AEMFC: South Africa’s state owned miner
“South African President Jacob Zuma launched the new ‘competitive’ State mining company, which will produce 800 000 t/y of energy coal at its first mine and synthetic crude oil from another in 2013. President Zuma turned the first sod at the new R130-million ($18.7mln) 120-employee Vlakfontein coal mine, which is situated 100 km east of Johannesburg and 10 km northwest of the town of Ogies, the first venture of the State-owned African Exploration Mining & Finance Corporation (AEMFC), which envisages being a top-five coal producer by 2020.”
AEMFC CEO Sizwe Madondo tells Mining Weekly Online that discussions with State electricity utility Eskom indicate that the Vlakfontein coal, which will be produced at an initial rate of 800 000 t/y, will be competitively priced. Eskom, which will be the buyer of the Vlakfontein coal, currently burns 115-million tons of coal a year, and expects to be burning 250-million tons a year by 2018.”
Source: Mining Weekly, February 26 2011
- Original launch of the state-owned company at Vlakfontein mine was planned for October 2010, but was postponed for several months. Apart from operating the coal mine the government aims to combine its minority participation in mining companies around the country in AEMFC.
- The company appears to be mainly focused on Energy minerals (coal, synthetic oil from coal, and uranium). The ambition to be a top-five coal producer by 2020 therefore most likely is based on energy coal production.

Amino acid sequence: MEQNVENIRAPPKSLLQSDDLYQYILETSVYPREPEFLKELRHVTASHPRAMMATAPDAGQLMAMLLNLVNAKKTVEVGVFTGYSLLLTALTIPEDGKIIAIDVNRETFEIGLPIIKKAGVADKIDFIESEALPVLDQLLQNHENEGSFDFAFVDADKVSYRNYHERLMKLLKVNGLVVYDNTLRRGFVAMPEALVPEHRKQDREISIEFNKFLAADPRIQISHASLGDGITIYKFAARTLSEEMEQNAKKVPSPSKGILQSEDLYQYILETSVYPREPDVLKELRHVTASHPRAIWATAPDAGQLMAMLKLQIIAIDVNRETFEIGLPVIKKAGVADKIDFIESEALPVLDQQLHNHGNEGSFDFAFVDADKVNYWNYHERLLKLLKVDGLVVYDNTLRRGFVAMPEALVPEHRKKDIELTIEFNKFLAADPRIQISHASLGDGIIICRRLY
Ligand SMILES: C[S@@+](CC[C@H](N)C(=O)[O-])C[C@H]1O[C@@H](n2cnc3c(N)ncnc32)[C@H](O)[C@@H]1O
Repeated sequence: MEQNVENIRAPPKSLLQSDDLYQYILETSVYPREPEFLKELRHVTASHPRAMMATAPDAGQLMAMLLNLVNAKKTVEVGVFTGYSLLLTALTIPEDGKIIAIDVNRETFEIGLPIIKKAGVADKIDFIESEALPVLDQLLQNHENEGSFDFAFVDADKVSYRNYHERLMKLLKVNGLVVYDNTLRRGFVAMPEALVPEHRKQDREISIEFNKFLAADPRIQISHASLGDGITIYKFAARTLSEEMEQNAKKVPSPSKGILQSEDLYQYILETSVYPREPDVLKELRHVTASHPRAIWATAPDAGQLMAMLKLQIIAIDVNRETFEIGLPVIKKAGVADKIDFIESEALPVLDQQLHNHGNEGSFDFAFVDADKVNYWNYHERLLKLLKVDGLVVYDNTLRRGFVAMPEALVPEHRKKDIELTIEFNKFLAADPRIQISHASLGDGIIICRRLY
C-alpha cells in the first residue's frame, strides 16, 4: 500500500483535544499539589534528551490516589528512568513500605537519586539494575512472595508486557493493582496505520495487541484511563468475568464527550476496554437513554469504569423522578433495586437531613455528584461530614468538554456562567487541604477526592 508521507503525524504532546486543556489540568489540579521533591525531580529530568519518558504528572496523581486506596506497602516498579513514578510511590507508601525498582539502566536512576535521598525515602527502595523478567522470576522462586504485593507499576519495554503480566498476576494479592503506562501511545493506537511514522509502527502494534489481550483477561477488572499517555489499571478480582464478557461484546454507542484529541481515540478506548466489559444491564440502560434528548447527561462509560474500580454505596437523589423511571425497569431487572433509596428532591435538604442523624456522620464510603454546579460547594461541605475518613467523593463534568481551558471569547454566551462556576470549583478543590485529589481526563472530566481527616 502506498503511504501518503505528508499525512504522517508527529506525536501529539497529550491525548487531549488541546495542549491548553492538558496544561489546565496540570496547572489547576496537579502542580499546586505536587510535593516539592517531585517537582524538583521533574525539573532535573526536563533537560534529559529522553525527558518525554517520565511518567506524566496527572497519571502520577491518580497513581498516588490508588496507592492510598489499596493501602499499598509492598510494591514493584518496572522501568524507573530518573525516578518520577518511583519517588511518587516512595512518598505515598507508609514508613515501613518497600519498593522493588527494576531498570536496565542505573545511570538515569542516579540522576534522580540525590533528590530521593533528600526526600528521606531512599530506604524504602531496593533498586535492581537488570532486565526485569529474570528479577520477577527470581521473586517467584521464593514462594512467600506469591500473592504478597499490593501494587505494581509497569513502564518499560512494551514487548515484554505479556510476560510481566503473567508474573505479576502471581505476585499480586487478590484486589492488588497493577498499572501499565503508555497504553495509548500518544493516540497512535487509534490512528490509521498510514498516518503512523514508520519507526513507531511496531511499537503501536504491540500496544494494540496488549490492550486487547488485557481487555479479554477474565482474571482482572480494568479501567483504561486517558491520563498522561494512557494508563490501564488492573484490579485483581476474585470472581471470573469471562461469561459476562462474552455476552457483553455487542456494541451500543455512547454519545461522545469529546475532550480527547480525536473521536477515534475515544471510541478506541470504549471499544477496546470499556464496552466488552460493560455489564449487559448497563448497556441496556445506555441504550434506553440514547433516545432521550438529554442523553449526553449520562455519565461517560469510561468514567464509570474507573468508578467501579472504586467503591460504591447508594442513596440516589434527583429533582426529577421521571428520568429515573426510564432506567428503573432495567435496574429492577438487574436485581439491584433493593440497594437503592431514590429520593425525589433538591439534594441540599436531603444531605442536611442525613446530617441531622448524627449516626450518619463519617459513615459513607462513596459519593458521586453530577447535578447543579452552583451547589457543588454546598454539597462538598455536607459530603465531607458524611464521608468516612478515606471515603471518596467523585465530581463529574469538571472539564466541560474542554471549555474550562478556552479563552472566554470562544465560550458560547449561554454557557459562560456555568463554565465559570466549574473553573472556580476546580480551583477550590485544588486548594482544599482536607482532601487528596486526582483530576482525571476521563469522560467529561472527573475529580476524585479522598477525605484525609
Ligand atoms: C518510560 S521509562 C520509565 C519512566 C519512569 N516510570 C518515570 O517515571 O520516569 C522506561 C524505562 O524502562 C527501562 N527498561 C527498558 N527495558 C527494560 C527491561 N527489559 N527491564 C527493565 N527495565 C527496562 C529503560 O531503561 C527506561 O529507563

- According to BP’s energy statistical review South Africa accounts for 3.7% of world coal reserves and 4.1% of global production, which makes it the world’s 6th-largest coal producer (behind China, USA, Australia, India, and Indonesia)
- Fears of the ANC government nationalizing mines to benefit from the high profits in the industry have been tempered by the mining minister recently when he rejected a proposal by ANC’s youth organization to start nationalization. However, the existence of a state owned mining company makes the step to nationalize assets easier in case a future governments has a different opinion.
- The investment climate for developing reserves and obtaining licenses for foreign companies will only become more challenging now that a local state-owned player is competing for the same opportunities. It will be hard for the South African government to prevent corruption and avoid an image of an unlevel playing field.
©2011 | Wilfred Visser | thebusinessofmining.com